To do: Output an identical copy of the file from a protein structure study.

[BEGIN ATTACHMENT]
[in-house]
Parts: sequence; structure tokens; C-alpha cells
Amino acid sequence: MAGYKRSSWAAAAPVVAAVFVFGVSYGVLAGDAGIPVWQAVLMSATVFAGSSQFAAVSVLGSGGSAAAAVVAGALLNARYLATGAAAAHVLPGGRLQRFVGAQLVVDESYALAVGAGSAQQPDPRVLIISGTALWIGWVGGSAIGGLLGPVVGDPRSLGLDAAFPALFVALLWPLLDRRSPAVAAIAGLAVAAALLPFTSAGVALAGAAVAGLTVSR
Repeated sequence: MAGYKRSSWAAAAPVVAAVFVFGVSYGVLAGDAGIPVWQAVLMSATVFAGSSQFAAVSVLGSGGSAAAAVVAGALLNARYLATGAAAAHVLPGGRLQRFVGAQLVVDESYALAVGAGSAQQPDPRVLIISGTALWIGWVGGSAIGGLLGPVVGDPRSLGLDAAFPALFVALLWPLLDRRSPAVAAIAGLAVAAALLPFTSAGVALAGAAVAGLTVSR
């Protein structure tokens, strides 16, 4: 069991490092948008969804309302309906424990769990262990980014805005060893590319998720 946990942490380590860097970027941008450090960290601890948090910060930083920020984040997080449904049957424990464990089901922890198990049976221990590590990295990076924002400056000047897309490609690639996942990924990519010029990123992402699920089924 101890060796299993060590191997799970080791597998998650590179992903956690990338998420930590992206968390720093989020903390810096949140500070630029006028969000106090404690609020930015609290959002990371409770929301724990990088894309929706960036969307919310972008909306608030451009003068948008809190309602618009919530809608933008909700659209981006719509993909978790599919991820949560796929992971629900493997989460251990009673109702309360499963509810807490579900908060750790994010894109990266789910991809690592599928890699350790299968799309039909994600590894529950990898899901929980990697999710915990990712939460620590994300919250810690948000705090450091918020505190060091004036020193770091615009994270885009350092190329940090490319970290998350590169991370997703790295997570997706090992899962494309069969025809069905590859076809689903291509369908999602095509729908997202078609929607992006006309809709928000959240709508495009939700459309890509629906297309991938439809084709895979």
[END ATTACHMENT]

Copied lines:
[in-house]
Parts: sequence; structure tokens; C-alpha cells
Amino acid sequence: MAGYKRSSWAAAAPVVAAVFVFGVSYGVLAGDAGIPVWQAVLMSATVFAGSSQFAAVSVLGSGGSAAAAVVAGALLNARYLATGAAAAHVLPGGRLQRFVGAQLVVDESYALAVGAGSAQQPDPRVLIISGTALWIGWVGGSAIGGLLGPVVGDPRSLGLDAAFPALFVALLWPLLDRRSPAVAAIAGLAVAAALLPFTSAGVALAGAAVAGLTVSR
Repeated sequence: MAGYKRSSWAAAAPVVAAVFVFGVSYGVLAGDAGIPVWQAVLMSATVFAGSSQFAAVSVLGSGGSAAAAVVAGALLNARYLATGAAAAHVLPGGRLQRFVGAQLVVDESYALAVGAGSAQQPDPRVLIISGTALWIGWVGGSAIGGLLGPVVGDPRSLGLDAAFPALFVALLWPLLDRRSPAVAAIAGLAVAAALLPFTSAGVALAGAAVAGLTVSR
């Protein structure tokens, strides 16, 4: 069991490092948008969804309302309906424990769990262990980014805005060893590319998720 946990942490380590860097970027941008450090960290601890948090910060930083920020984040997080449904049957424990464990089901922890198990049976221990590590990295990076924002400056000047897309490609690639996942990924990519010029990123992402699920089924 101890060796299993060590191997799970080791597998998650590179992903956690990338998420930590992206968390720093989020903390810096949140500070630029006028969000106090404690609020930015609290959002990371409770929301724990990088894309929706960036969307919310972008909306608030451009003068948008809190309602618009919530809608933008909700659209981006719509993909978790599919991820949560796929992971629900493997989460251990009673109702309360499963509810807490579900908060750790994010894109990266789910991809690592599928890699350790299968799309039909994600590894529950990898899901929980990697999710915990990712939460620590994300919250810690948000705090450091918020505190060091004036020193770091615009994270885009350092190329940090490319970290998350590169991370997703790295997570997706090992899962494309069969025809069905590859076809689903291509369908999602095509729908997202078609929607992006006309809709928000959240709508495009939700459309890509629906297309991938439809084709895979």